In an emergency, seconds count. When police, fire or medical emergencies occur, call 9‑1‑1. Trained emergency call takers will provide you with the information and assistance you need.
In an emergency call 9‑1‑1
- At home, you can dial 9‑1‑1 direct.
- At a business or other location, you may need to dial an outside line before dialing 9‑1‑1.
- At a pay phone, dial 9‑1‑1. The call is free.
- When using a cellular phone be prepared to give the exact location of the emergency. The call is free.
- For TTY access (Telephone Device for the Deaf), press the space bar announcer key repeatedly until a response is received.
- Deaf, deafened, Hard of Hearing, or Speech Impaired persons may register for Text with 9-1-1 Service.
- If you do not speak English, you must stay on the line while the call taker contacts our telephone translations service.
Tips When You Call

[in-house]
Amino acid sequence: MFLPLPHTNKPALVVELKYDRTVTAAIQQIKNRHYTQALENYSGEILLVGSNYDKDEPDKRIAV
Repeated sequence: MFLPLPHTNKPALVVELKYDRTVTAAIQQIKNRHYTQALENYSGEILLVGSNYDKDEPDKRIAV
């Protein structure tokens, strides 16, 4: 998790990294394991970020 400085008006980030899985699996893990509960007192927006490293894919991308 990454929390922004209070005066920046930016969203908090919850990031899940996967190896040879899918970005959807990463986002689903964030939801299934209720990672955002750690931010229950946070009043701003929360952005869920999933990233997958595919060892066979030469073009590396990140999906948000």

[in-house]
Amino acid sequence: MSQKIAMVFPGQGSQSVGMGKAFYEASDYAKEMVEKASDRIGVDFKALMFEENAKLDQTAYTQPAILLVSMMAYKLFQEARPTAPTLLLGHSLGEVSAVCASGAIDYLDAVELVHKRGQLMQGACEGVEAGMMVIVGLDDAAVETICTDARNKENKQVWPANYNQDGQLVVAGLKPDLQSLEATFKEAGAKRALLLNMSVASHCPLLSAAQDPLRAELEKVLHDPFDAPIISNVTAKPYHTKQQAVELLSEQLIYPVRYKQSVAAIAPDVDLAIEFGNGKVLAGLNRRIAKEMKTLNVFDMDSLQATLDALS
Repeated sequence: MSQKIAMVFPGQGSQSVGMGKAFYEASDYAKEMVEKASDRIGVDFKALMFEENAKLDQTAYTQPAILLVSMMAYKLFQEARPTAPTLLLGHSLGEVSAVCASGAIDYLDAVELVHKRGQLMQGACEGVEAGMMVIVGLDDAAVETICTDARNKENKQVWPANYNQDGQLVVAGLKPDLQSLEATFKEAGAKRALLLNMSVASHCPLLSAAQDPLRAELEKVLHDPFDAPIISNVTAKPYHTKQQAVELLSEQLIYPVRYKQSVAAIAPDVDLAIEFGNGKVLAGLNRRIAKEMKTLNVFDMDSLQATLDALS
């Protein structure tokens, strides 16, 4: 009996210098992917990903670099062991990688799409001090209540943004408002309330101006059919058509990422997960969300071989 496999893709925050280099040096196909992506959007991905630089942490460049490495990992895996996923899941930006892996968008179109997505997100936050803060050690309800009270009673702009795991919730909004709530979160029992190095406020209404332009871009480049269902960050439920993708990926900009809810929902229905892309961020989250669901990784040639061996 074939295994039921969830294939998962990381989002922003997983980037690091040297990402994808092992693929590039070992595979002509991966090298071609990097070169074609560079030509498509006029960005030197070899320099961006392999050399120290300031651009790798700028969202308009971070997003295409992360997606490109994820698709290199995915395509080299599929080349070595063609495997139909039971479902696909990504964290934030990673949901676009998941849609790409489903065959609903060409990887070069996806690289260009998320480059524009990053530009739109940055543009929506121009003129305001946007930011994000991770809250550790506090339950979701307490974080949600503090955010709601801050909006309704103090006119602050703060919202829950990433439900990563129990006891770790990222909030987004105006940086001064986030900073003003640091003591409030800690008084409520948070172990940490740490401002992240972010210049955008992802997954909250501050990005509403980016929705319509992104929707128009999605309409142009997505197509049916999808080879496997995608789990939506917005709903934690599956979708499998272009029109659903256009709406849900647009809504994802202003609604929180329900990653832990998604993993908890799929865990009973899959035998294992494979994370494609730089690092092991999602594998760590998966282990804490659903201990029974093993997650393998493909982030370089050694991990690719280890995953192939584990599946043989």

Remain calm and speak clearly. Identify which emergency service you require (police, fire or ambulance) and be prepared to provide the following information:
- a description of what is happening
- the location
- your name, address and telephone number
Please remain on the line to provide additional information if requested to do so by the call taker.
Do not hang up until the call taker tells you to do so.
9-1-1 in Other Languages
Toronto’s residents and visitors have access to 9‑1‑1 services in up to 240 languages.
When calling 9‑1‑1, the Emergency Services call taker can access a translation service if needed. It is helpful, but not necessary, to be able to state the language required to the call taker in English. This will assist the call taker in connecting to the most appropriate translator.
For Non-Emergency Medical Issues
Other Important Numbers and Websites
3-1-1: Information on City services and programs
2-1-1: Information and referral helpline to community, social, government and non-emergency health services
For weather warnings and updates
To report a power outage
To report a possible gas leak (smell of rotten eggs)